Faith-based organizations make up a large chunk of charities, representing a wide range of religions and missions making a difference in the world. At the same time, churches face a downturn in membership and active in-person attendance. There’s also a growing number of “nones” or people who are religiously unaffiliated.
Connecting with people online is more important than ever before—meeting them where they’re at (both physically and in their faith journeys) to offer experiences that help them meet their spiritual needs. Get inspired by examples of faith-based nonprofits that are embracing marketing technology and online tools to engage with their communities and reach new people.
10 Tactics for Online Engagement
Need some inspiration or new ideas for your organization? See examples of religious and faith-based organizations that are leveraging the Internet to advance their missions and ministries.
Promoting live videos with Google Ads and popups
Live streaming religious services isn’t a new tactic these days, but how do you get ongoing value and interest? The Oblates of the Virgin Mary start out by streaming Mass on their multiple ministry Facebook pages and embedding recordings on the shrine’s website. From there, they promote daily Mass videos with a Google Ad Grant and use an on-site popup to alert people when it’s time for Mass.
Creating a YouTube series for religious reflection
Even if live streaming isn’t for you, video can still play a timely role in reaching your community. Islamic Relief USA put together a series of Ramadan Reflections in a YouTube playlist featuring “hacks on spirituality, productivity, and how to make the most of your Ramadan.” In addition to offering an email subscription for the series, they promoted the #Nafshacks videos on Facebook to maximize their reach.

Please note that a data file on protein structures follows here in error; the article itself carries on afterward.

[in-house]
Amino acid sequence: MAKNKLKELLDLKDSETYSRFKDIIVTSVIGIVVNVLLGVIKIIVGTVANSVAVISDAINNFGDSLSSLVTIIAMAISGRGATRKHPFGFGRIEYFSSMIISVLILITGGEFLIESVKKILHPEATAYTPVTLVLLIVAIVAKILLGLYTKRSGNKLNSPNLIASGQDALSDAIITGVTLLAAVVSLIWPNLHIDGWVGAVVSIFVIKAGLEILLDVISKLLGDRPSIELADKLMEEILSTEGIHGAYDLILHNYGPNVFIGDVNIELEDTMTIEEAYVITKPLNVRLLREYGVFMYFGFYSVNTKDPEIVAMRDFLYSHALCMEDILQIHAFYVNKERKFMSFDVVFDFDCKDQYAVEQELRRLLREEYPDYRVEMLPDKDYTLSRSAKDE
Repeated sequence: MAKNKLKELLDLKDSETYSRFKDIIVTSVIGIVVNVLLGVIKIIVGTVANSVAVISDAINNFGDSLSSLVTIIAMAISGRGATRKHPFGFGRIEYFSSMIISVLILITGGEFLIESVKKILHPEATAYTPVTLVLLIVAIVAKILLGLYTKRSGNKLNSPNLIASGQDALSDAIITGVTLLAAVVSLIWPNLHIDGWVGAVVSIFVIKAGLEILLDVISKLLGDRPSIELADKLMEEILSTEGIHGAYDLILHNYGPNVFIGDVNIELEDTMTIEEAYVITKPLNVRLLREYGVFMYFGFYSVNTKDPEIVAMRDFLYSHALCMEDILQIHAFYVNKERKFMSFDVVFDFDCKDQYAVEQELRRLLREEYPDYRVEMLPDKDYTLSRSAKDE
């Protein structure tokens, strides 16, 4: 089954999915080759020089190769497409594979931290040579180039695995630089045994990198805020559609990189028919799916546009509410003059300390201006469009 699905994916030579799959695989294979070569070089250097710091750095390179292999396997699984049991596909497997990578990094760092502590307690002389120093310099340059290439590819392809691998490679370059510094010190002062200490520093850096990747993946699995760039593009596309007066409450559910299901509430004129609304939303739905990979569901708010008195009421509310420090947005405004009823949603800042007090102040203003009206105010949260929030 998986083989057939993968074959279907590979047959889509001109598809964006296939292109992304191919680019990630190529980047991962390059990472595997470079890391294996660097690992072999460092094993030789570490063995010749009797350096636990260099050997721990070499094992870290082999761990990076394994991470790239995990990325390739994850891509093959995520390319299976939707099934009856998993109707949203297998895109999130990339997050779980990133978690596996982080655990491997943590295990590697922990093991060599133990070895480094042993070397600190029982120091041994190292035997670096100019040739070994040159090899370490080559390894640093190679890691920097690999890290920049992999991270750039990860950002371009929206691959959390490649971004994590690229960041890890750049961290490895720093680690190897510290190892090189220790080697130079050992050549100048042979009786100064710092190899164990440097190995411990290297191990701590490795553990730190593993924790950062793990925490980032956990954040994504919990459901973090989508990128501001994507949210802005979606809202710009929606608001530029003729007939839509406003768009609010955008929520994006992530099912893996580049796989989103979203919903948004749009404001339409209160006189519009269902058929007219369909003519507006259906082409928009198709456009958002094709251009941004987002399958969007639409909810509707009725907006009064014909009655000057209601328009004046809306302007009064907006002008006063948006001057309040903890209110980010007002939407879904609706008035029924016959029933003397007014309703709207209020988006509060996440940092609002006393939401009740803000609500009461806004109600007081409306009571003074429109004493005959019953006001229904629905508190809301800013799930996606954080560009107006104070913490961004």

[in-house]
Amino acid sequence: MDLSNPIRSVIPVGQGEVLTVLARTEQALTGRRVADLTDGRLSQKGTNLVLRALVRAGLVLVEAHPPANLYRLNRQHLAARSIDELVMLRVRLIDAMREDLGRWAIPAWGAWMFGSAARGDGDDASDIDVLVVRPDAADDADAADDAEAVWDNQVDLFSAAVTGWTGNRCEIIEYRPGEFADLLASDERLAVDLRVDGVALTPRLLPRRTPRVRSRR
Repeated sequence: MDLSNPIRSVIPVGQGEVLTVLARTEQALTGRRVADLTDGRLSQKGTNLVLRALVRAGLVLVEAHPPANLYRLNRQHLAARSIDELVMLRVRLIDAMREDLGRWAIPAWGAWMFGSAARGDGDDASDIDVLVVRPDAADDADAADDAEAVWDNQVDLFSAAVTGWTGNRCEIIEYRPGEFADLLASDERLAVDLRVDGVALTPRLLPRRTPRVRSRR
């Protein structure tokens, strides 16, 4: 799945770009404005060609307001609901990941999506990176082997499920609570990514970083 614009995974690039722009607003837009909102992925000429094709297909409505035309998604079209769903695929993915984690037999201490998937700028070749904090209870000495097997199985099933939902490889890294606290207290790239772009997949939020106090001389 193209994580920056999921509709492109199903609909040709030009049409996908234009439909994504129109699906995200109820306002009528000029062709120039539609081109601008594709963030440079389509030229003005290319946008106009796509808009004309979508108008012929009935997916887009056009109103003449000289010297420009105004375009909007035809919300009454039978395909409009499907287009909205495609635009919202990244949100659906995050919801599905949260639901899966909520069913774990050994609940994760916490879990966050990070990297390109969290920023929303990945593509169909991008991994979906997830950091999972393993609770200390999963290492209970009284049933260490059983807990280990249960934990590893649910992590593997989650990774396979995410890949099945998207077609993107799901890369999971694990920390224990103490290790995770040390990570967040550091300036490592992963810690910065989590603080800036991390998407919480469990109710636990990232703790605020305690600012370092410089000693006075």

Sharing stories for good within a website
You’ve heard about the power of great stories, but how do you make them more of a two-way street? CURE publishes updates via their CUREkids page, offering a way for supporters to stay up to speed on patients as well as send them a get well message, share a story and make a donation. Only have a blog to work with? Take note of how St. Vincent de Paul Georgia publishes Stories of Hope and collects them on a single page on their site.
Publishing a hub of helpful resources
If you don’t have a place on your website for recommended tools or resources, you’re missing out on new and returning traffic. Check out the Online Resources page from St. Philip’s in the Hills Episcopal Church, which offers prayer resources, devotions and scripture sources as well as a signup for their Daily Bread email. Take their lead and don’t just offer a boring list of links! Get started with a resource center of your own.
Podcasting for community reach
Podcasting is increasingly popular as a marketing tool, tapping into younger generations and giving people a chance to consume stories and information whenever they choose. The Jewish Federation of St. Louis launched the Hear for Good podcast as a way to introduce the people of their organization and the larger Jewish community. It’s not only more friendly than a newsletter, but it also gives a real voice to their mission and programs.
Leveraging video for advocacy and action